I have made a lot of mistakes as a treasurer/bookkeeper/accountant through the years. I’ve been late at filing with the IRS. I’ve fat-fingered some numbers. I’ve missed recording transactions. I’ve doubled up on recording transactions. The nice thing about most of these mistakes is that they usually don’t happen that often and are fairly straightforward to correct.
The biggest mistake I and other treasurers tend to make is forgetting that we are responsible for helping people understand our ministry’s relevant financial information. It’s easy to get into the routine of recording transactions, reconciling accounts, and issuing financial reports. After I hit print or send, I assume that I’m done. Mission accomplished.
Treasurers, accountants, and bookkeepers, we need to keep this in mind: Most of the world does not speak accounting. Most people find a page full of numbers intimidating and confusing…especially when those numbers are finance related. Part of our duty is translating accounting into English for people. Here’s some tips that may help:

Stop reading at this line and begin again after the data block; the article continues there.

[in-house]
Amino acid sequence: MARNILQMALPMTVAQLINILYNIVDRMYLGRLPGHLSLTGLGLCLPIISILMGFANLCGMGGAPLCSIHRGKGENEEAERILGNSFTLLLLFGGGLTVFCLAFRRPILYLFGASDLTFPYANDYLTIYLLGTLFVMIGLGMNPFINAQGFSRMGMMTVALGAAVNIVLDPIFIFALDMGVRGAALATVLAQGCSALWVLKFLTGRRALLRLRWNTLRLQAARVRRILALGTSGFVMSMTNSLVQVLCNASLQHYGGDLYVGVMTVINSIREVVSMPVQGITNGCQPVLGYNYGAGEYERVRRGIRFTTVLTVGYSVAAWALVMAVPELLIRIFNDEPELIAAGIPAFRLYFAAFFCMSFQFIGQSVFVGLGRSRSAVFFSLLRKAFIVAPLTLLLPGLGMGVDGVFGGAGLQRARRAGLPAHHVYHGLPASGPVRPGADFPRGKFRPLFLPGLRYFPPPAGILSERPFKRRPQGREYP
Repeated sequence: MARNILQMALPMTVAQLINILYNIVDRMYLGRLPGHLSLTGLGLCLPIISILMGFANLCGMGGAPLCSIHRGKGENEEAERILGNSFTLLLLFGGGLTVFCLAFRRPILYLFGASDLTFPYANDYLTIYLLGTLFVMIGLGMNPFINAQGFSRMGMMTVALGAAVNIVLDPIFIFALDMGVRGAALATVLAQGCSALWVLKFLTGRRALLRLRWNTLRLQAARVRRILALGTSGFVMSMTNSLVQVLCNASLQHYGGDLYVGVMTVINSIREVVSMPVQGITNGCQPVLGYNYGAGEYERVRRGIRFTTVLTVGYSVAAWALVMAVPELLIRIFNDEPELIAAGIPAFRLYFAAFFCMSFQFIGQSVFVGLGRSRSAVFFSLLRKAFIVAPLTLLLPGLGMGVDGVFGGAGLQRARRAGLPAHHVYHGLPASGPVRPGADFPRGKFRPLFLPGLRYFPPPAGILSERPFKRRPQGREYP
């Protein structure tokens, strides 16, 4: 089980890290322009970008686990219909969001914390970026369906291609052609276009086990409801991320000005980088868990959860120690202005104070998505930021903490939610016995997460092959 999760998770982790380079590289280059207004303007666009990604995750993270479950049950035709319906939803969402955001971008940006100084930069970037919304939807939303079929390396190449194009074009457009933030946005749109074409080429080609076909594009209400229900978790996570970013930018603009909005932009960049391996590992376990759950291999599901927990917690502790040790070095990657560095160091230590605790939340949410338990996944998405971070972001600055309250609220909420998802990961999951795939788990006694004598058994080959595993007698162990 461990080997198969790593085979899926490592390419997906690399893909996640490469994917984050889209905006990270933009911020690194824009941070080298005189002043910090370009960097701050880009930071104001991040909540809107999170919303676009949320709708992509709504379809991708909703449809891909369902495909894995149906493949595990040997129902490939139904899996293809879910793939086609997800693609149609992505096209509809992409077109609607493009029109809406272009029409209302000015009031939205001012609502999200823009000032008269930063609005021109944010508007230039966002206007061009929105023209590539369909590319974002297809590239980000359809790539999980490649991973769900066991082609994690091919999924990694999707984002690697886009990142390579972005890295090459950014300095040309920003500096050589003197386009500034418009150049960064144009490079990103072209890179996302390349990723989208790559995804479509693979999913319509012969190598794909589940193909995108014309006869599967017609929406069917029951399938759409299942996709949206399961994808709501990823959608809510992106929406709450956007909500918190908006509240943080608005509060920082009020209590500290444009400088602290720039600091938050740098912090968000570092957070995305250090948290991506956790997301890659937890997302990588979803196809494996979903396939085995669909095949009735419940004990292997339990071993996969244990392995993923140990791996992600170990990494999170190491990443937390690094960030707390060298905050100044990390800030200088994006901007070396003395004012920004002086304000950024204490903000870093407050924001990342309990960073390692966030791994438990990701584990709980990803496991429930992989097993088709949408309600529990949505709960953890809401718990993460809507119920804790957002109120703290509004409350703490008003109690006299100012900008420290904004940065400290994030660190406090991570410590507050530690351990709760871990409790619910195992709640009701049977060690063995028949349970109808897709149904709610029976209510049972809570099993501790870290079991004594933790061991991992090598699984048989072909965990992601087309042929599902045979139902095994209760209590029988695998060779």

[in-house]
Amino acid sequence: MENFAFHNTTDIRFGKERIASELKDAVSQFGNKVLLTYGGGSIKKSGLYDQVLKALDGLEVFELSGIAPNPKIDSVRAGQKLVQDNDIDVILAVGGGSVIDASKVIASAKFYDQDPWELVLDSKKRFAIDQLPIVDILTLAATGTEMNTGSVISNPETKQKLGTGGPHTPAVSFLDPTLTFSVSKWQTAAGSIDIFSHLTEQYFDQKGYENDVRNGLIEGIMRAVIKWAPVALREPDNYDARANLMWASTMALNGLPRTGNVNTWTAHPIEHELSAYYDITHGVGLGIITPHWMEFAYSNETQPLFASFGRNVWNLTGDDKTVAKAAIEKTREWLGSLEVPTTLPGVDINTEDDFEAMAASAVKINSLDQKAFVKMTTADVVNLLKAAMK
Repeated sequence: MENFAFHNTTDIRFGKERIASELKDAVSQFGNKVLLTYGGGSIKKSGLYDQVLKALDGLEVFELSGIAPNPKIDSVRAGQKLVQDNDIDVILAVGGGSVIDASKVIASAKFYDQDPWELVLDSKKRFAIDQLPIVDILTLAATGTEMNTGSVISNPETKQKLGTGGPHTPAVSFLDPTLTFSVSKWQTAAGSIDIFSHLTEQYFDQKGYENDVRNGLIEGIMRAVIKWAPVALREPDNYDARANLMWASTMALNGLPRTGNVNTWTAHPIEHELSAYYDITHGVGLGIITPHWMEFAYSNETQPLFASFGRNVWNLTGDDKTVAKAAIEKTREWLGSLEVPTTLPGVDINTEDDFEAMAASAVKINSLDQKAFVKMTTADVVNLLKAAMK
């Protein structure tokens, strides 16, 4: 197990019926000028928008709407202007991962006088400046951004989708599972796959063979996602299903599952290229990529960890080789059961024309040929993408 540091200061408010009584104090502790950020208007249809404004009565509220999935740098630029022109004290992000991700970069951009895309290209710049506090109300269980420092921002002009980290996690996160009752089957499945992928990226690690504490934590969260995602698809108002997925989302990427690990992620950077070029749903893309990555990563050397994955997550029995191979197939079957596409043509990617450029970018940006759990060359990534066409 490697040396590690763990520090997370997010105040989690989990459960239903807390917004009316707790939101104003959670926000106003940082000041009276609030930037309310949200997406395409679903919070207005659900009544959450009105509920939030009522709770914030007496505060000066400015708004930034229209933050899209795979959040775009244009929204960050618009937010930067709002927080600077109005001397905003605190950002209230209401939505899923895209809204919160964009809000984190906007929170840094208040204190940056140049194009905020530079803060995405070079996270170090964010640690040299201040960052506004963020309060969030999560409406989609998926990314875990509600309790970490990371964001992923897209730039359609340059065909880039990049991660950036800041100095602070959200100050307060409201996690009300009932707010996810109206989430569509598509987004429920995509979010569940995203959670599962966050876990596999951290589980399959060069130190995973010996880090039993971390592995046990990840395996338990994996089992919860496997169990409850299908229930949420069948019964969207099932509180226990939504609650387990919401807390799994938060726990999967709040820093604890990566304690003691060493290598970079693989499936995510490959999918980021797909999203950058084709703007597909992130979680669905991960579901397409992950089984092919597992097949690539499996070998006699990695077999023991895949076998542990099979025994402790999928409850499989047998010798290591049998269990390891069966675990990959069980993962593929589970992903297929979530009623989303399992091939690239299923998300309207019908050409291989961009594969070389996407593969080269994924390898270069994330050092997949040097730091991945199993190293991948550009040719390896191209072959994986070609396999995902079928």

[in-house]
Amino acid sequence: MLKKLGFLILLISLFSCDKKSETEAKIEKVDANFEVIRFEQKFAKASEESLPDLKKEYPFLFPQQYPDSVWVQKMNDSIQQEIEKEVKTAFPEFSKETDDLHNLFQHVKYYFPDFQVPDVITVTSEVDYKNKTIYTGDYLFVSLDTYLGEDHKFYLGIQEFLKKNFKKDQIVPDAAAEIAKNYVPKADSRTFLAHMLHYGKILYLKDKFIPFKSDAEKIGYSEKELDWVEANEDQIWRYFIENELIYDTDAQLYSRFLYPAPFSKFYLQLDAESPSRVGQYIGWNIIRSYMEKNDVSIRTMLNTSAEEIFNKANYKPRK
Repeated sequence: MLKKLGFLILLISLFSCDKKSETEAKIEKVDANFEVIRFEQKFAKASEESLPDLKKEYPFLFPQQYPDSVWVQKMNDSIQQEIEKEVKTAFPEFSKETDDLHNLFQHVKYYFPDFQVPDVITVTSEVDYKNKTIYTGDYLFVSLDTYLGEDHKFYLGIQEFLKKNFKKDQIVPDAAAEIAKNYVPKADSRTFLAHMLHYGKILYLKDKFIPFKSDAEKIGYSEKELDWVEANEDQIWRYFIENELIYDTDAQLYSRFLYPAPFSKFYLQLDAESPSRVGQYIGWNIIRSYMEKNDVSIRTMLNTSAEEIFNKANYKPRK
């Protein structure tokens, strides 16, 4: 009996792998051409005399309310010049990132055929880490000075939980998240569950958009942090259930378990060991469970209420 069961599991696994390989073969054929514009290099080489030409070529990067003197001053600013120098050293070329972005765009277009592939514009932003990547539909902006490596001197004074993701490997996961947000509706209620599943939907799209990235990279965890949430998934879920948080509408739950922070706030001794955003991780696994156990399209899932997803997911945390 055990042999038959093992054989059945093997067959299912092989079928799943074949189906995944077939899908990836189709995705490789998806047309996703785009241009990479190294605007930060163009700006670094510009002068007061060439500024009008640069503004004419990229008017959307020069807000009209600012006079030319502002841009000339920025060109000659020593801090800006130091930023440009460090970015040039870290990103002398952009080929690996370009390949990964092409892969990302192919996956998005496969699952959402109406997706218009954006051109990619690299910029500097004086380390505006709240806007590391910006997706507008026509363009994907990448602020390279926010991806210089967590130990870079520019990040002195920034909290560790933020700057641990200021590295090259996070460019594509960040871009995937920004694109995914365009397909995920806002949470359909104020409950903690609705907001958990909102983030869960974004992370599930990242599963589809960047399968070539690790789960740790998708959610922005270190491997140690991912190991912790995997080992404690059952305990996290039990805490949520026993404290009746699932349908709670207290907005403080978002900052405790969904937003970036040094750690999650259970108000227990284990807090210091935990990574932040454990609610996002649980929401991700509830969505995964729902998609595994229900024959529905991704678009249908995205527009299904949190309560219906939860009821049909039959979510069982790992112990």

- Use Graphs: If a picture is worth a thousand words, a graph is worth at least a page of numbers. People seem to more naturally understand charts and graphs.
- Avoid Acronyms: Acronyms are fine among insiders. If you are talking to another treasurer, go ahead and save time with an acronym. You will lose people by overusing acronyms. If you use acronyms, make sure to explain them.
- Highlights and Notes: If you are working in Excel, highlight in yellow numbers that people need to pay attention to. Include your notes about those highlighted numbers right in your reports.
- Simplify: If you can summarize a report from three pages to one page, do it. If that can’t be done, what about an executive summary?
- David Beroth & John Pearson on role of the CFO: https://podcasts.apple.com/us/podcast/33-seven-critical-financial-insights-the-board-needs/id1430975117?i=1000483503629
- DWU: https://www.dwu.edu/
- JCT Accounting: https://jctaccounting.com/